Reports Explore Helping Young Parents Juggle Work and School

Posted December 8, 2019
By the Annie E. Casey Foundation
Young mother with child

Two reports fund­ed by the Casey Foun­da­tion explore the ben­e­fits and chal­lenges that young par­ents expe­ri­ence when they are work­ing while in school or train­ing. Released by the Urban Insti­tute, the pub­li­ca­tions high­light the need for poli­cies and pro­grams that help young par­ents man­age their busy sched­ules and afford their educations.

Read a Casey report about the chal­lenges young par­ents face

The first report, Young Par­ents Mak­ing Their Way, found that young par­ents who spend time work­ing while pur­su­ing an edu­ca­tion or train­ing edu­ca­tion ulti­mate­ly earn high­er incomes.

When young par­ents gain work expe­ri­ence and cre­den­tials, they’re in bet­ter finan­cial posi­tions lat­er in life,” says Rosa Maria Cas­tañe­da, a senior asso­ciate at the Casey Foun­da­tion who man­ages invest­ments in two-gen­er­a­tion approach­es to par­ents and chil­dren suc­ceed together.

Among the report’s findings:

  • every 10 months that young par­ents spend com­bin­ing work and edu­ca­tion through their 20s is asso­ci­at­ed with a $4,510 increase in fam­i­ly income by age 30 (though oth­er fac­tors are at play, the report notes);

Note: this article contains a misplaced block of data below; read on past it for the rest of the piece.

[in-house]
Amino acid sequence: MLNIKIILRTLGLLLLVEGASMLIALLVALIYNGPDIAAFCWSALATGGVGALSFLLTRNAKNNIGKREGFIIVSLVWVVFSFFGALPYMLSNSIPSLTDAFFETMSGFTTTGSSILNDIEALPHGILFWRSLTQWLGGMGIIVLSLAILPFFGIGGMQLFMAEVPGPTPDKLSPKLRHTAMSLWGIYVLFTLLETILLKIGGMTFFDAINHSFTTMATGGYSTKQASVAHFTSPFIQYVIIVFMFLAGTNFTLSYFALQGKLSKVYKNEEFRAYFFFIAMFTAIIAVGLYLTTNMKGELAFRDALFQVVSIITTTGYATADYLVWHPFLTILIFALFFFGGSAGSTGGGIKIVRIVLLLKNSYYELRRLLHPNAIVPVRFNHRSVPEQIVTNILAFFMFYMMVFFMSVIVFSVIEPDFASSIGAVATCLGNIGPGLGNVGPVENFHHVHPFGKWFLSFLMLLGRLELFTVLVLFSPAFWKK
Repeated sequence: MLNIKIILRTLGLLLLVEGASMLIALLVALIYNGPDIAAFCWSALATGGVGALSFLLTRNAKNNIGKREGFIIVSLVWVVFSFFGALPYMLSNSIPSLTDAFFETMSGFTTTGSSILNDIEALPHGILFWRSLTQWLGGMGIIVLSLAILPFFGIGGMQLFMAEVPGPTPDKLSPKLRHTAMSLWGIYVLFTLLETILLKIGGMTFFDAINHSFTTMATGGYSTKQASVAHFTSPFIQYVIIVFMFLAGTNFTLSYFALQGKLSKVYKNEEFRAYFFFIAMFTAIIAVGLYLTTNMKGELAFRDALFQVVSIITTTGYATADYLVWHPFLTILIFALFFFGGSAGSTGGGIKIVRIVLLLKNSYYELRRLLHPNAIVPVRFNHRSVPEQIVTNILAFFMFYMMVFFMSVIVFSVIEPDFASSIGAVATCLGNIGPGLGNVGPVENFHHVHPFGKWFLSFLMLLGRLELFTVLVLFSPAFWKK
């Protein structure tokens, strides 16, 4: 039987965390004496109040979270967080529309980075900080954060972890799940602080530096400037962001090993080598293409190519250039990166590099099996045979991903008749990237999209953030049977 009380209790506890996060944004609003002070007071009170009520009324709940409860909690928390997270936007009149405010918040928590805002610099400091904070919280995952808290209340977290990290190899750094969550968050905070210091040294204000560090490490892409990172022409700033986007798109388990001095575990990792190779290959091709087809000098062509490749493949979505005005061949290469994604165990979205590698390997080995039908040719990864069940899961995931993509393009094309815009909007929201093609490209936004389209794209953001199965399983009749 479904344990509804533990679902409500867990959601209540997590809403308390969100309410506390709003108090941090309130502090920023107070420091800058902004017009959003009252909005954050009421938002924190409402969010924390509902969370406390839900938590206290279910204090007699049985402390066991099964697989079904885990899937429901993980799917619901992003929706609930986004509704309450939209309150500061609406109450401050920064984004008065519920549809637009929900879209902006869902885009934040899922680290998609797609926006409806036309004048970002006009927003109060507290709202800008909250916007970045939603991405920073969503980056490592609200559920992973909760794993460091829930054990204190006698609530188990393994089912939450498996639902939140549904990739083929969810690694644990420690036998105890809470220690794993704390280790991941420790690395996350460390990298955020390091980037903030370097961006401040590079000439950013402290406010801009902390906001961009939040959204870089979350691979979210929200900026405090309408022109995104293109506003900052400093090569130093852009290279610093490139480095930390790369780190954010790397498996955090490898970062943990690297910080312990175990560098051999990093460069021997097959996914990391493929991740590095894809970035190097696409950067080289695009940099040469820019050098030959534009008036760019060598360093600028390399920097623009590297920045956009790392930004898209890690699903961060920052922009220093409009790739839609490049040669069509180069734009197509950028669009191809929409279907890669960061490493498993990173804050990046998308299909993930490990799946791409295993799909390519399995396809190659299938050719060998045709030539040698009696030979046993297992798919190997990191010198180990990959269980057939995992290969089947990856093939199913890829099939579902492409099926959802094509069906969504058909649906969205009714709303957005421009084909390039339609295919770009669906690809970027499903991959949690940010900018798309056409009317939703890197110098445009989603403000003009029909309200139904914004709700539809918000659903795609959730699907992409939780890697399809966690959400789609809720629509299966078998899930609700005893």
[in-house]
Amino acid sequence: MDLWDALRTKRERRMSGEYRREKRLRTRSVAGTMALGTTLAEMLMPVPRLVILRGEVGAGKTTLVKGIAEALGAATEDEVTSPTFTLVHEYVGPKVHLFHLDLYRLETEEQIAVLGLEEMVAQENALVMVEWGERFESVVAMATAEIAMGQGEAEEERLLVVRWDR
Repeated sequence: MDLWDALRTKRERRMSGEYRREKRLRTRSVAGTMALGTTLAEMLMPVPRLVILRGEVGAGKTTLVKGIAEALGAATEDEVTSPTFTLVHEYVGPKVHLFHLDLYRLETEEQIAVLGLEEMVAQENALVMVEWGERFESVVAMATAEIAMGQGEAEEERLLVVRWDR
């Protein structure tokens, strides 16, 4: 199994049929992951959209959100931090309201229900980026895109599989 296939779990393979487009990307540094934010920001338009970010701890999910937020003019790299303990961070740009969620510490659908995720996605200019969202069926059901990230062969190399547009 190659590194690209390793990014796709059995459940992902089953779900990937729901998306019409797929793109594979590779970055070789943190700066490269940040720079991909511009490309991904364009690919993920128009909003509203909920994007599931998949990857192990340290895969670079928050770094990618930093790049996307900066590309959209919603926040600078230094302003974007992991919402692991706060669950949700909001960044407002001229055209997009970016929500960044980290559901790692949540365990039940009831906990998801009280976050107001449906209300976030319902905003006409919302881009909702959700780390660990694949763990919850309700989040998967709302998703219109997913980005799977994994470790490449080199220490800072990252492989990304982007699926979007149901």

• African Amer­i­can and Lati­no young par­ents see the most dra­mat­ic changes, with every 10 months of com­bin­ing work and edu­ca­tion asso­ci­at­ed with more than $4,000 increas­es in indi­vid­ual income (com­pared to only $2,750 for white young par­ents); and
  • young par­ents who are dis­con­nect­ed” — nei­ther work­ing or in school or train­ing — expe­ri­ence a decrease in income by age 30.

The sec­ond report, Bal­anc­ing Work With School and Train­ing While Rais­ing Young Chil­dren, found that young par­ents strug­gle to bal­ance employ­ment, edu­ca­tion and fam­i­ly life and to afford child care.

Key find­ings include:

  • young par­ents jug­gling booth work and school typ­i­cal­ly spend 14% of their house­hold income on child care — twice what the fed­er­al gov­ern­ment recommends;
  • these par­ents spend 47 hours a week, on aver­age, in work and school com­bined — about 10% more than the com­mit­ments of young par­ents who just work; and
  • many young par­ents rely on fam­i­ly mem­bers to care for their chil­dren in the evenings and on week­ends, as find­ing and afford­ing child care dur­ing non­tra­di­tion­al hours is difficult.

To help with these chal­lenges, edu­ca­tion and train­ing providers should offer young par­ents flex­i­ble sched­ul­ing, tuition and trans­porta­tion sub­si­dies, child-care assis­tance, and coach­ing and coun­sel­ing informed by the lat­est devel­op­men­tal research, the researchers advise. Law­mak­ers also should expand sub­si­dies to help cov­er the cost of child care for more families.

A strong sys­tem to help young fam­i­lies is not yet in place,” Cas­tañe­da says. Pol­i­cy­mak­ers, prac­ti­tion­ers and advo­cates who engage with young par­ents should pro­vide sup­port tai­lored to their needs. That way, they can suc­cess­ful­ly bal­ance their jobs and ear­ly care respon­si­bil­i­ties with­out miss­ing out on edu­ca­tion and skill-build­ing in this impor­tant stage of their lives.”

Learn about the expe­ri­ences of two young par­ents bal­anc­ing work and school

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